Benefits of Parsley
Parsley or garden parsley is a species of Petroselinum in the family Apiaceae.

1. What is Parsley
Parsley is an annual herb indigenous to the Mediterranean region, but now cultivated worldwide. It has erect stems and bright green leaves. Two cultivars of parsley exist: a curly leaf type and a flat leaf type. Parsley produces an umbel of tiny flowers and characteristic ribbed seeds. Caution must be used when gathering wild parsley because of the general similarity of its leaves and flowers to 3 common poisonous plants. The first, Aethusa cynapium (dog poison, fools parsley, small hemlock) may be distinguished from parsley by the shiny, yellowgreen underside of the leaves, which are dull in parsley, and the white flowers, which are yellowish in parsley.

2. Description
While parsley is a wonderfully nutritious and healing food, it is often underappreciated. Most people do not realize that this vegetable has more uses than just being a decorative garnish that accompanies restaurant meals. They do not know that parsley is actually a storehouse of nutrients and that it features a delicious green and vibrant taste. The two most popular types of parsley are curly parsley and Italian flat leaf parsley. The Italian variety has a more fragrant and less bitter taste than the curly variety. There is also another type of parsley known as turniprooted (or Hamburg) that is cultivated for its roots, which resemble salsify and burdock. Parsley belongs to the Umbelliferae family of plants, and its Latin name is Petroselinum crispum.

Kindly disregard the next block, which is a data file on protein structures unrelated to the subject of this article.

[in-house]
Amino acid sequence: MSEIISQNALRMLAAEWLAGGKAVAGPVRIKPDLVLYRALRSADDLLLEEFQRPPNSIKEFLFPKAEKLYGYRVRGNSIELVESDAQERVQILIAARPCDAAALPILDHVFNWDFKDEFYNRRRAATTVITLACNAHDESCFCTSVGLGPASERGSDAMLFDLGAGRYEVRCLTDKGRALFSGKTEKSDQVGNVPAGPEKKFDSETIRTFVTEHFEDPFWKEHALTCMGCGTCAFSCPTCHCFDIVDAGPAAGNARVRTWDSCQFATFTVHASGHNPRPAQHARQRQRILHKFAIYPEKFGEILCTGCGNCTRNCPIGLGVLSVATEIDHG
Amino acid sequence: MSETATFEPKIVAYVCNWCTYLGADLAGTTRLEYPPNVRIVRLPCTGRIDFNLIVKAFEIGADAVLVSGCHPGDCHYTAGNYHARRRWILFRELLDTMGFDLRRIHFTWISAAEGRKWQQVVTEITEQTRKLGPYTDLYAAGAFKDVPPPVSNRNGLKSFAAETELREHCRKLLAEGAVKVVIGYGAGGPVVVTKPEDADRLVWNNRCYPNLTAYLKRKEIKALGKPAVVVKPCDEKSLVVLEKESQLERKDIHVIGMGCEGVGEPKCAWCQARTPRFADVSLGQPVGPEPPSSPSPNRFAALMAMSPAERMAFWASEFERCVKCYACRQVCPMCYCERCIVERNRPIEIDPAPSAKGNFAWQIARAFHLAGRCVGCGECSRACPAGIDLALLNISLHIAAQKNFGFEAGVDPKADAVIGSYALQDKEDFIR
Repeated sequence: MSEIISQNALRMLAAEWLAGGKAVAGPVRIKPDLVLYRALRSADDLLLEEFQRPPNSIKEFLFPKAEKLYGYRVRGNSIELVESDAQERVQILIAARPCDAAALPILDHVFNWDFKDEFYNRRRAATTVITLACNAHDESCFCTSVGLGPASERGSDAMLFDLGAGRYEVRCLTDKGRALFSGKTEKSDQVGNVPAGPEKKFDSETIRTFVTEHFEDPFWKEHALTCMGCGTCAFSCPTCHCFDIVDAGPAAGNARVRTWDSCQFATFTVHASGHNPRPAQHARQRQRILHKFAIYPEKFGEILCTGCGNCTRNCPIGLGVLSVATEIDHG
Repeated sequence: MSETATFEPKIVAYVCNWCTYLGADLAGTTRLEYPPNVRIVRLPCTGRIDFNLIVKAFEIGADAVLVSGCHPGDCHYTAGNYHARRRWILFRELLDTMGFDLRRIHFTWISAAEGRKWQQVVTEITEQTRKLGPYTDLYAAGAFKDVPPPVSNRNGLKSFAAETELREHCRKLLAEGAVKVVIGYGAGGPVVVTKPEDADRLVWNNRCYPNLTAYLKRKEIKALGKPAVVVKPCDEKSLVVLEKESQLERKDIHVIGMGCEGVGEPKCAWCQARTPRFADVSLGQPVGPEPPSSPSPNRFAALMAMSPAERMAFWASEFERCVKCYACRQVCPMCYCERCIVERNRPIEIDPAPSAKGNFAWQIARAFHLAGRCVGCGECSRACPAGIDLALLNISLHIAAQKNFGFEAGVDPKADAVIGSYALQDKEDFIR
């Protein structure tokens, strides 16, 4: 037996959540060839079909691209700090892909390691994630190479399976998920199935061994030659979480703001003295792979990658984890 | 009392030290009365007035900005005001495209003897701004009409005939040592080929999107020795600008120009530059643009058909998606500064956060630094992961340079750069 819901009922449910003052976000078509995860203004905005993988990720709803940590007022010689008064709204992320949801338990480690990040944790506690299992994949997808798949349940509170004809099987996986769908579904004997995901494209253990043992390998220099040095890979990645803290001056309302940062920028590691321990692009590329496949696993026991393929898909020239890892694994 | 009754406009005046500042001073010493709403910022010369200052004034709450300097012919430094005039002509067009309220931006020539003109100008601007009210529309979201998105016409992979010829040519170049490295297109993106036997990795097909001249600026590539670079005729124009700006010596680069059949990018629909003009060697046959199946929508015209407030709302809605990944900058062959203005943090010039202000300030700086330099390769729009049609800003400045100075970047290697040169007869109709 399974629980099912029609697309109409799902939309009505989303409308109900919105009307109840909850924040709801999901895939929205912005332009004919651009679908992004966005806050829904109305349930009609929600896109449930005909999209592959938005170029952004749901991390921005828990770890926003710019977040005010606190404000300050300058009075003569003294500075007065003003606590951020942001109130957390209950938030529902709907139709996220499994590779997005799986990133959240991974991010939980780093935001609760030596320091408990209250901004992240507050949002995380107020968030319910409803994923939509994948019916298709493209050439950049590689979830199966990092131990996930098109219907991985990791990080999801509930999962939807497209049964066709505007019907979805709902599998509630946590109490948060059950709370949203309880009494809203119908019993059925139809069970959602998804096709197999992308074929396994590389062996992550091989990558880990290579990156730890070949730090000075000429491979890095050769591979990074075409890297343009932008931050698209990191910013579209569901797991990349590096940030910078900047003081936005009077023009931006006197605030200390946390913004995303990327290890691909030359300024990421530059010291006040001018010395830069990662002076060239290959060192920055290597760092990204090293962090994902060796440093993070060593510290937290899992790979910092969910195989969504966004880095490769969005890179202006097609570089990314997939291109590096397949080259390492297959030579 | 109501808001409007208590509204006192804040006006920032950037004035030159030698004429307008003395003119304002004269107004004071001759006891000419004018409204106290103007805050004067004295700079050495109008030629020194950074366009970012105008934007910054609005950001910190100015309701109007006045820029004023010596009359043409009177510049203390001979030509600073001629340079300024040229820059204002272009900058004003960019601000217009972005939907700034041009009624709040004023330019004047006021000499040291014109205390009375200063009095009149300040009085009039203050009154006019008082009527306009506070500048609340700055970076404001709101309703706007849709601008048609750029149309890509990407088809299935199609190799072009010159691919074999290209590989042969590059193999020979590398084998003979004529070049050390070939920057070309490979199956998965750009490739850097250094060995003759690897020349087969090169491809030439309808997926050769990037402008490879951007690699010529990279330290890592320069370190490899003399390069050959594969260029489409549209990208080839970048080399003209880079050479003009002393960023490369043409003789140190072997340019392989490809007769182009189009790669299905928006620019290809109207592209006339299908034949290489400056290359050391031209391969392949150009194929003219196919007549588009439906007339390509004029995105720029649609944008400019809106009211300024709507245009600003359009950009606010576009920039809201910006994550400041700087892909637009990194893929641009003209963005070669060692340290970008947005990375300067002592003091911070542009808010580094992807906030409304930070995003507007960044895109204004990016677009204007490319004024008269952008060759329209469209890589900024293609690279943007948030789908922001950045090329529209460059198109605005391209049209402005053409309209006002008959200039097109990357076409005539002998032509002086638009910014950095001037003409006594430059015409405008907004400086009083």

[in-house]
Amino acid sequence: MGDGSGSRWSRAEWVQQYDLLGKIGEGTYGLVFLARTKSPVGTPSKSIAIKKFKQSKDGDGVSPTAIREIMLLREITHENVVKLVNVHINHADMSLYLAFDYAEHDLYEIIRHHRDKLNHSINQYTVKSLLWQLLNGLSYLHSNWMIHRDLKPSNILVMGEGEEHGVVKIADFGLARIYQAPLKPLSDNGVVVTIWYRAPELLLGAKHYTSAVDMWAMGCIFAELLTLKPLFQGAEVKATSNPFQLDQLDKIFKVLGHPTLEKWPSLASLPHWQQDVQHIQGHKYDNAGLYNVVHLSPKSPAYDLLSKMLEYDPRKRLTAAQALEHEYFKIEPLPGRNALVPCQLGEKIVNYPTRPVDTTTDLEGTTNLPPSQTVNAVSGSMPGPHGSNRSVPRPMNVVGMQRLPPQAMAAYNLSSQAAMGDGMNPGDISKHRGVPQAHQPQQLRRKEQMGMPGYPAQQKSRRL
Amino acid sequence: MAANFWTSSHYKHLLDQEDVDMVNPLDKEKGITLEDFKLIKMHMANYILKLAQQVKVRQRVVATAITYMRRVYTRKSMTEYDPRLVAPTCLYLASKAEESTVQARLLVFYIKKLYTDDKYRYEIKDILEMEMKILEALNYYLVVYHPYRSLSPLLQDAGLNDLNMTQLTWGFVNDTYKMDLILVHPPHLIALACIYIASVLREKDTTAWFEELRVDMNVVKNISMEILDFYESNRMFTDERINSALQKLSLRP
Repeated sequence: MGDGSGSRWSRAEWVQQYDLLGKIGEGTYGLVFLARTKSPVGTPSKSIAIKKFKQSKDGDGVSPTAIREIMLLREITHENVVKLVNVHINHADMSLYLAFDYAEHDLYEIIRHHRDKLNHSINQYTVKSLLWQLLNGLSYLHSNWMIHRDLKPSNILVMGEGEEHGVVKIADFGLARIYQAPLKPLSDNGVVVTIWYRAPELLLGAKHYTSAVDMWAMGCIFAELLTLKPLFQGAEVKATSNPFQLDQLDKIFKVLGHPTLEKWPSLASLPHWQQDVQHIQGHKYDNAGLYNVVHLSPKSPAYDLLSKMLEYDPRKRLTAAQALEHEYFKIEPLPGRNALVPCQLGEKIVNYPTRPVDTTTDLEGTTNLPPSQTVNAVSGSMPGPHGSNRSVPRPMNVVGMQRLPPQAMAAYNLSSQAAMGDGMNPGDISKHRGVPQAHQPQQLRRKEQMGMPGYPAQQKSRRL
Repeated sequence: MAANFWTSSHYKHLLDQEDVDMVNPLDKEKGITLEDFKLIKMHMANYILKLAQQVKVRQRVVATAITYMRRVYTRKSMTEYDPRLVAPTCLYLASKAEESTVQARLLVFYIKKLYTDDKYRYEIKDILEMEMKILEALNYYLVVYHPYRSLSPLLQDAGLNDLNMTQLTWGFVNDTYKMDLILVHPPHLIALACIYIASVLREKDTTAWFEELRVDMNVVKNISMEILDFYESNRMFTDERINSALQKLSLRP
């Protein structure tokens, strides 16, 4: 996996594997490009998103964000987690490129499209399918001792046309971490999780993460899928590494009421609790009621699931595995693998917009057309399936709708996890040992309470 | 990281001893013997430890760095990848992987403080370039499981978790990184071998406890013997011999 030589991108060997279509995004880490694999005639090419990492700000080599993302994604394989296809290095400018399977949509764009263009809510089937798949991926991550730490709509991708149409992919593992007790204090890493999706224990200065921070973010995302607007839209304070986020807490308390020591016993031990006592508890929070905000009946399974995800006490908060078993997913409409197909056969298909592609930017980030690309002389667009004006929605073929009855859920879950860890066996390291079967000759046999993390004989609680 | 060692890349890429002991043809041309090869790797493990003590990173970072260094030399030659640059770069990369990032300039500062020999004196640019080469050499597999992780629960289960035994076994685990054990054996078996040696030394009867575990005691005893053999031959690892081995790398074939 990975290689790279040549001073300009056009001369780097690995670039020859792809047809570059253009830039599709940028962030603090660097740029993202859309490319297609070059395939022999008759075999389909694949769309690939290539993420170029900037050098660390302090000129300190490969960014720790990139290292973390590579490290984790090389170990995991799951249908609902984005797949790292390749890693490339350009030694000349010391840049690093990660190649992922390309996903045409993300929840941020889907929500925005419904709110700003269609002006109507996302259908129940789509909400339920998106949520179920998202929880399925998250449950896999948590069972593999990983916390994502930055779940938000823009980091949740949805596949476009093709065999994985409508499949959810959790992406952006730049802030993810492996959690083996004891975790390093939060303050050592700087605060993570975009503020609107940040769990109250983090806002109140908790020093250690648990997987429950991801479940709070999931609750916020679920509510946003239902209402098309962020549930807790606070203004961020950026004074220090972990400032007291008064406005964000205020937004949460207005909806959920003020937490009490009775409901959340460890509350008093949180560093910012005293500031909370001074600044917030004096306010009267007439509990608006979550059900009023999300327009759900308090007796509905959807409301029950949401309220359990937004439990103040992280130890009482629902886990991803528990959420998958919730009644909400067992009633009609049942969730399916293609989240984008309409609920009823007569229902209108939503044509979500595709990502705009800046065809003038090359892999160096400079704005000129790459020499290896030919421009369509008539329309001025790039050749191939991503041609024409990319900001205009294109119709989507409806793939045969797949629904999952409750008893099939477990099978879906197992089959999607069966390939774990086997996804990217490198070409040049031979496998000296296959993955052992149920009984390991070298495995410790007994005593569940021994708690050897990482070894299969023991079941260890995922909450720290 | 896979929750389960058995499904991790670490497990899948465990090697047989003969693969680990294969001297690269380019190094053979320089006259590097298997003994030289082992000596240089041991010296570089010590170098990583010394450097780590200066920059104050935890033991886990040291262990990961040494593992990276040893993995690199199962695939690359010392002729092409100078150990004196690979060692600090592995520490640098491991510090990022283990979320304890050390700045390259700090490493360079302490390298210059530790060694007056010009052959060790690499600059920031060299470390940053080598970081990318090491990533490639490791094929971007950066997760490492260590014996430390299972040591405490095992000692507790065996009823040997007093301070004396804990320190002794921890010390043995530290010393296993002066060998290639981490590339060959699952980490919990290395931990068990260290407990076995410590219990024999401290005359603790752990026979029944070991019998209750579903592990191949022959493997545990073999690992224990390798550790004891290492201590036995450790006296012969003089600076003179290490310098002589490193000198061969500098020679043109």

3. History
Parsley is native to the Mediterranean region of Southern Europe. While it has been cultivated for more than 2,000 years, parsley was used medicinally prior to being consumed as a food. The ancient Greeks held parsley to be sacred, using it to not only adorn victors of athletic contests, but also for decorating the tombs of the deceased. The practice of using parsley as a garnish actually has a long history that can be traced back to the civilization of the ancient Romans.

4. Health Benefits
A sprig of parsley can provide much more than a decoration on your plate. Parsley contains two types of unusual components that provide unique health benefits. The first type is volatile oil componentsincludingmyristicin,limonene,eugenol, andalphathujene. The second type is flavonoidsincludingapiin,apigenin,crisoeriol, andluteolin.

5. Promote Optimal Health
Parsleys volatile oilsparticularly myristicinhave been shown to inhibit tumor formation in animal studies, and particularly, tumor formation in the lungs. Myristicin has also been shown to activate the enzymeglutathioneStransferase, which helps attach the molecule glutathione to oxidized molecules that would otherwise do damage in the body. The activity of parsleys volatile oils qualifies it as a chemoprotective food, and in particular, a food that can help neutralize particular types of carcinogens (like thebenzopyrenesthat are part of cigarette smoke and charcoal grill smoke).

6. A Rich Source of AntiOxidant Nutrients